Transportation Law - 2021 -
1. What are the legal considerations in your State governing the admissibility or preventability in utilizing the self-critical analysis privilege and how successful have those efforts been?
West Virginia does not appear the recognize the self-critical analysis privilege.
2. Does your State permit discovery of 3rd Party Litigation Funding files and, if so, what are the rules and regulations governing 3rd Party Litigation Funding?
Documents in an insured’s claim file that were generated prior to litigation are generally discoverable. State ex rel. Allstate Ins. Co. v. Gaughan, 508 S.E.2d 75, 90 (W.Va. 1998). Conversely, a third party litigation funding file is not discoverable as to records created during litigation. However, as an exception to that rule, West Virginia Code § 46A-6N-6 requires the disclosure of third party litigation agreements in discovery without awaiting a discovery request. West Virginia Code §§ 46A-6N-1 through 46A-6N-9 specify certain terms which must be present in said contracts and other terms which are forbidden or capped, including but not limited to, a limit of eighteen percent (18%) annual interest and a prohibition on arbitration clauses.
3. Who travels in your State with respect to a Rule 30(b)(6) witness deposition; the witness or the attorney and why?
While various unpublished orders have been entered regarding this issue, there has not been a published opinion defining the travel regime. Typically, the expert witness travels because attorneys taking depositions generally prefer to host them at their own offices and total costs are less. However, remote video depositions have become much more common recently due to COVID-19 concerns.
4. What are the benefits or detriments in your State by admitting a driver was in the “course and scope” of employment for direct negligence claims?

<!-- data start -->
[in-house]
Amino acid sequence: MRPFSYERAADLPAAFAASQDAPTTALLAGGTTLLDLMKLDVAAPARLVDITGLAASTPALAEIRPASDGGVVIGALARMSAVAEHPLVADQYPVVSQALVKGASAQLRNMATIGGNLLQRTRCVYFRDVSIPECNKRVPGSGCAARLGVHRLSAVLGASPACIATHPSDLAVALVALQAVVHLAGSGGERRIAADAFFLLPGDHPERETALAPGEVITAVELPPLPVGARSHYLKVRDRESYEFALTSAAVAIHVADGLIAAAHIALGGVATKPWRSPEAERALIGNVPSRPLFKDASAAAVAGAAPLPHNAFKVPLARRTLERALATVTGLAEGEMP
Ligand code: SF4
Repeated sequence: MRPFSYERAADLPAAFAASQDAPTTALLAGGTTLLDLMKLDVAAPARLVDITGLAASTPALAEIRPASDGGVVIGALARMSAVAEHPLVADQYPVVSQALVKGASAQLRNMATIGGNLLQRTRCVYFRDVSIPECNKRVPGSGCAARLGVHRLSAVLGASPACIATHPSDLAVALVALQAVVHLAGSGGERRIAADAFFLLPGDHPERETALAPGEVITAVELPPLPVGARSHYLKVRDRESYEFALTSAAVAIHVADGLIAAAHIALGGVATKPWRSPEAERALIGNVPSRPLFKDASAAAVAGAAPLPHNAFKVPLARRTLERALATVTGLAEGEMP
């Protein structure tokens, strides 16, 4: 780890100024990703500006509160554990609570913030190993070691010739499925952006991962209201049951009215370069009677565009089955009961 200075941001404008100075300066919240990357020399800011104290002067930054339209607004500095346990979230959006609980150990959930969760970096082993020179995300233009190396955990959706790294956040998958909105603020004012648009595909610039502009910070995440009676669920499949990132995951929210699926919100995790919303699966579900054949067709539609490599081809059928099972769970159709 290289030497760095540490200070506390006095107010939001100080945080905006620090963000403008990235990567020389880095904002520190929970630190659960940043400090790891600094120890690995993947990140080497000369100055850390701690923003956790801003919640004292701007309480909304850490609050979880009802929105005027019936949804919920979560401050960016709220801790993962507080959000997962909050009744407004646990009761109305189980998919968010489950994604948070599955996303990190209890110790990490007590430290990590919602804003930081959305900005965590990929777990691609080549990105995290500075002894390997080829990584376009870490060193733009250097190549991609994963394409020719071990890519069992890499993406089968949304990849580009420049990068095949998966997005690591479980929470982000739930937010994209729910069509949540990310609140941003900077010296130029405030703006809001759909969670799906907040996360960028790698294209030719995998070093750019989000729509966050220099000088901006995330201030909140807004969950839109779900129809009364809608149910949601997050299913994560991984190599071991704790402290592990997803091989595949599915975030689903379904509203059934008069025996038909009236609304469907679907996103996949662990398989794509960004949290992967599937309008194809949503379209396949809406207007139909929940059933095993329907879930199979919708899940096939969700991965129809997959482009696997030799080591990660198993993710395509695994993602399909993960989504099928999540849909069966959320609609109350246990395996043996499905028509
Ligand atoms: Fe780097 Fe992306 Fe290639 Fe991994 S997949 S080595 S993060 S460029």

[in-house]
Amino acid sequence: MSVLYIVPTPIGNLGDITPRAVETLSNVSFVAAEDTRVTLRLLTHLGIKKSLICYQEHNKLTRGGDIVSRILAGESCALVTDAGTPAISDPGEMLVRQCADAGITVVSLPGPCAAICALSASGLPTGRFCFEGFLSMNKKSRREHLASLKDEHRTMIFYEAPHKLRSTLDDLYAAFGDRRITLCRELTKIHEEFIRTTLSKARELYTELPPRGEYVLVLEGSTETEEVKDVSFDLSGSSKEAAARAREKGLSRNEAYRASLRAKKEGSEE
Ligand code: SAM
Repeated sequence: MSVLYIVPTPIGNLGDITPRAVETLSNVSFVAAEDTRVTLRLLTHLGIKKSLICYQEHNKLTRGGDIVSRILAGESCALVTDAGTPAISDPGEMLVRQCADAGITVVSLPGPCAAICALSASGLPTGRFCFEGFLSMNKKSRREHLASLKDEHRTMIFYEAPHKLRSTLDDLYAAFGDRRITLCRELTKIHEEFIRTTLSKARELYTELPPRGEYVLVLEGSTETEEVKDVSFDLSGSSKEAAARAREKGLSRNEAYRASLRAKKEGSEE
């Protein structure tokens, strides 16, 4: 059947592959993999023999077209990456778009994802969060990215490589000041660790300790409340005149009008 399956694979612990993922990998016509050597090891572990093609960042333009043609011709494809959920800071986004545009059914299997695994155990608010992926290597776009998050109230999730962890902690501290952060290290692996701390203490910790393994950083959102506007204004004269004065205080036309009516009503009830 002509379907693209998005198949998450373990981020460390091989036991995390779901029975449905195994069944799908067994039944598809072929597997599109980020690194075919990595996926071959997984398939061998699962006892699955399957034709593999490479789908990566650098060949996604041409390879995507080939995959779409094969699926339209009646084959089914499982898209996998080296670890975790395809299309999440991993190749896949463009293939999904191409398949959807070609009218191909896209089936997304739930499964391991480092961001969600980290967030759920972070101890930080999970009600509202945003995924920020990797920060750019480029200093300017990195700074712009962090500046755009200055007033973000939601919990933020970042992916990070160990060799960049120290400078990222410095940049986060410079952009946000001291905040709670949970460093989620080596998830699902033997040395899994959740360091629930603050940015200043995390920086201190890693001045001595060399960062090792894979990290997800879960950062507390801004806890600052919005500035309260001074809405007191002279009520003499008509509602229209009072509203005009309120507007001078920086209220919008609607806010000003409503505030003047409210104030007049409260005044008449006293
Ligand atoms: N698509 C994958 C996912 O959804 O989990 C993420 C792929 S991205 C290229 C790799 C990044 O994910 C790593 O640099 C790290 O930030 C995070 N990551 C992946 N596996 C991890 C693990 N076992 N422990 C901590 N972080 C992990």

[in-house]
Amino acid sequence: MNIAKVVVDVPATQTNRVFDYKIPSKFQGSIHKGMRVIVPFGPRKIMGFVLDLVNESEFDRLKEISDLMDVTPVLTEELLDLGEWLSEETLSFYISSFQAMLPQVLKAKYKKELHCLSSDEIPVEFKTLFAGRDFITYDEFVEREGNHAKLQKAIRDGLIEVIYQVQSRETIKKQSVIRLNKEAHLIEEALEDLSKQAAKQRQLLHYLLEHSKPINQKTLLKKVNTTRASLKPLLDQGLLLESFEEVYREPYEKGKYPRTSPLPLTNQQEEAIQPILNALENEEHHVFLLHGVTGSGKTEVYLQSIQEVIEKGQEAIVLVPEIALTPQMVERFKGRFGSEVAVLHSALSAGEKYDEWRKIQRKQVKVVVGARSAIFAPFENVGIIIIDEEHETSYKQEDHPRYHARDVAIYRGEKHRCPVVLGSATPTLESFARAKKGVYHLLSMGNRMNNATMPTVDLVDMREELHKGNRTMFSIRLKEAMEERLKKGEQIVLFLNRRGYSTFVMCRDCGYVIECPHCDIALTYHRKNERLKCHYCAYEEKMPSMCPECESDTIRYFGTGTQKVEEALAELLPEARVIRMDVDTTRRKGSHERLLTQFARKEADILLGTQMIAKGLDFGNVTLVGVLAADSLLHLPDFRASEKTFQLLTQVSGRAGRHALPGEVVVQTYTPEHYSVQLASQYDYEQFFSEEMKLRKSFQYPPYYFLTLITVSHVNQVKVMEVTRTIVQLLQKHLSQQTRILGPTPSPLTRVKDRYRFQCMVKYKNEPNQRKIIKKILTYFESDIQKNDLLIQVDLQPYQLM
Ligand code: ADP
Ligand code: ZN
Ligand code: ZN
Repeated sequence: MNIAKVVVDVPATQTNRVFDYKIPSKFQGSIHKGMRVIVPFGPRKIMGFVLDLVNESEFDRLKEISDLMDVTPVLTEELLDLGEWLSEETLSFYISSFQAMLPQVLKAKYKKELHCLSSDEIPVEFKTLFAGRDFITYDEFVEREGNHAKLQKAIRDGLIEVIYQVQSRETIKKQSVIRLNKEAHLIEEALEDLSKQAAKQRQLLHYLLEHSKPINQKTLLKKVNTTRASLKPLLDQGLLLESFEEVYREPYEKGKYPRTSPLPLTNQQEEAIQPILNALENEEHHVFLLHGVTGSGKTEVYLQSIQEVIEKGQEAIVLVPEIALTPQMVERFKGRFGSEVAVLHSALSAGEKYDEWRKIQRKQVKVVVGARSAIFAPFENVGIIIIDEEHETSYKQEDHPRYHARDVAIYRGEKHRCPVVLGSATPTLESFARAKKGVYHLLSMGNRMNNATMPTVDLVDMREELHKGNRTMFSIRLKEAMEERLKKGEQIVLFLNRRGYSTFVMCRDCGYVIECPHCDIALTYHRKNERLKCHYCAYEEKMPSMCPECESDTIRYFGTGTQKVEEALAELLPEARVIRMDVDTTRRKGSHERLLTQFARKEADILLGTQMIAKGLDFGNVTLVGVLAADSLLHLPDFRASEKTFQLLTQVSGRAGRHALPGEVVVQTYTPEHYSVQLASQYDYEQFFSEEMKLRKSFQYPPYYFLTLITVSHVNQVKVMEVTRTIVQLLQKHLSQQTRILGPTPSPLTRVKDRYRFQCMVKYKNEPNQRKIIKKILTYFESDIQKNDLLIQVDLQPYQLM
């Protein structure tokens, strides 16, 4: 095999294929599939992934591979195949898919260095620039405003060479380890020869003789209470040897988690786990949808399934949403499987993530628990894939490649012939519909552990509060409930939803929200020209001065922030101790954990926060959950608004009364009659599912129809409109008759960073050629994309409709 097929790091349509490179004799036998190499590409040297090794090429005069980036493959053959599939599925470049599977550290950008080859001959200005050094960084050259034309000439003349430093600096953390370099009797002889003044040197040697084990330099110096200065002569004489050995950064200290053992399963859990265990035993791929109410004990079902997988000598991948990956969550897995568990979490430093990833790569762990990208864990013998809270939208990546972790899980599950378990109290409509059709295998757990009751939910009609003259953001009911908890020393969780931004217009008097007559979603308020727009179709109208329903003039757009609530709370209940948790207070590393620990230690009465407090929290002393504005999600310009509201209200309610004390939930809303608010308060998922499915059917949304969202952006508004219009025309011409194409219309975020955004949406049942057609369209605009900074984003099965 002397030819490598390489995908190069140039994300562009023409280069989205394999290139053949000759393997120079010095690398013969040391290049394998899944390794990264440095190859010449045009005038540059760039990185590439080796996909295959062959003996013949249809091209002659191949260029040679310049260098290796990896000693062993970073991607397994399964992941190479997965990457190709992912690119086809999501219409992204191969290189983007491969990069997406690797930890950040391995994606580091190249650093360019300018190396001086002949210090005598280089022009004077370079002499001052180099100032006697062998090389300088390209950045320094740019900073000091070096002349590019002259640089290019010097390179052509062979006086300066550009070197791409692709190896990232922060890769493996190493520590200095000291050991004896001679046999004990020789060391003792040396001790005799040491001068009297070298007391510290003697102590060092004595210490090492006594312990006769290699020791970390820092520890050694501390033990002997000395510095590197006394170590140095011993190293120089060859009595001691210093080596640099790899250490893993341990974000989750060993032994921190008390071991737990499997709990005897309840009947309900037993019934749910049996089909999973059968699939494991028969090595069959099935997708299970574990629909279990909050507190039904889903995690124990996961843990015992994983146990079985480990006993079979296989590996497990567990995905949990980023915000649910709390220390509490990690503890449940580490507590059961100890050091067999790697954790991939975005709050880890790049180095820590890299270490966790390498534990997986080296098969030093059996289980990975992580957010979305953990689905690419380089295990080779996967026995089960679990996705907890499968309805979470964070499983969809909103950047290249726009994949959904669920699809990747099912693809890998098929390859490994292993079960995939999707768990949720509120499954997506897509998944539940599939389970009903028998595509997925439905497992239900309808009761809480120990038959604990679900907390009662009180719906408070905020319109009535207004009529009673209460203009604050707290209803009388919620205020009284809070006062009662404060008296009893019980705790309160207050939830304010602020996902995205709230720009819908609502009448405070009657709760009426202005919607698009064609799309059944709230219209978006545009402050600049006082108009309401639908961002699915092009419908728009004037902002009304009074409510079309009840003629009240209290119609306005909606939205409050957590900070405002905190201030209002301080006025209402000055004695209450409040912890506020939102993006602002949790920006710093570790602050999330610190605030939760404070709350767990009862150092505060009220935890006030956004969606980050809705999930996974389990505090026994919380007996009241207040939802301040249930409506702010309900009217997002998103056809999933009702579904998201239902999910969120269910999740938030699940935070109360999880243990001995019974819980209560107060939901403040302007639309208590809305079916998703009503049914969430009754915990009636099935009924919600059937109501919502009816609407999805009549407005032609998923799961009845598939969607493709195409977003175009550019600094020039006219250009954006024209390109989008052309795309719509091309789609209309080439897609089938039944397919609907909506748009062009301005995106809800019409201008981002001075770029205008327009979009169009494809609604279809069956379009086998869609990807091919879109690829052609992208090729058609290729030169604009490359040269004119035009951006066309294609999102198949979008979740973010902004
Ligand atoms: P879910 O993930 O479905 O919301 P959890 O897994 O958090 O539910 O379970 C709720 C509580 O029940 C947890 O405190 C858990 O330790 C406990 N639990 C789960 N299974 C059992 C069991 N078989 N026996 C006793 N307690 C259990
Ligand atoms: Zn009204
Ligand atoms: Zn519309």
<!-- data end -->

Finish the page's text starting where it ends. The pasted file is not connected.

A plaintiff can maintain a negligent hiring/supervision/training claim where the employer admits scope and course of employment. See, e.g.,McCormick v. W. Virginia Dep’t of Pub. Safety, 503 S.E.2d 502, 507 (W.Va. 1998). Also, the Supreme Court of Appeals of West Virginia has held that the fact that the name of the motor carrier, the International Commerce Commission certificate number, and various state regulatory permit numbers were “prominently displayed” on a leased tractor‑trailer contributed to the existence of an employer‑employee relationship between the owner/driver and motor carrier, despite a clause in the contract specifically stating that the relationship was that of an independent contractor, and that, therefore, negligence of the owner/driver could be imputed to the motor carrier. Griffith v. George Transfer & Rigging, Inc., 201 S.E.2d 281(W.Va. 1973).
The general rule governing the vicarious liability of employers in West Virginia is an employer is ordinarily not liable for the negligent acts of an independent contractor. Rogers v. Boyers, 170 S.E. 905 (W.Va. 1933). The exceptions to this general rule include where the work to be done is unlawful or intrinsically dangerous. Pasquale v. Ohio Power Co., 418 S.E.2d 738 (W.Va. 1992). Additionally, an employer may be liable where it exercises direct control or supervision over the contractor or hires an incompetent contractor. Id. Some special categories of employers may have special duties imposed by law. Carrico v. W.Va. R.R. Co., 14 S.E. 12 (1891). To constitute an inherently dangerous activity sufficient to place a nondelegable duty upon the one ordering the work, the work must be dangerous in and of itself and not dangerous simply because of the negligent performance of the work, and that danger must be naturally apprehended by the parties when they contract. King v. Lens Creek Ltd., 483 S.E.2d 265 (W.Va. 1996). In the selection of an independent contractor, the employer is charged with the duty of exercising reasonable care to secure a person of skill and prudence. Dunbar Tire & Rubber Co. v. Crissey, 114 S.E. 804 (W.Va. 1922).
5. Please describe any noteworthy nuclear verdicts in your State?
While there do not appear to be many noteworthy nuclear verdicts in West Virginia in the recent past, in Wal-Mart Stores East, L.P. v. Ankrom, 19-0666 (W.Va. 2020), the Supreme Court of Appeals of West Virginia affirmed judgments of $5,076,600 against Wal-Mart and $11,845,400 against a shoplifter in a negligence action brought by a customer when she collided with a shoplifter in the store with store employees in pursuit.
6. What are the current legal considerations in terms of obtaining discovery of the amounts actually billed or paid?
A plaintiff can recover the full amount charged by medical providers regardless of whether the plaintiff actually paid the bills himself or herself or whether some or all of such bills were paid by insurance under the “collateral source rule.” Kenney v. Listen, 760 S.E.2d 434 (W.Va. 2014). A plaintiff may also recover the value of services which were gratuitously provided or later written off by the medical provider. Id. A Court may reduce or off‑set medical bills if it determines they are not “reasonable and necessary.” Id.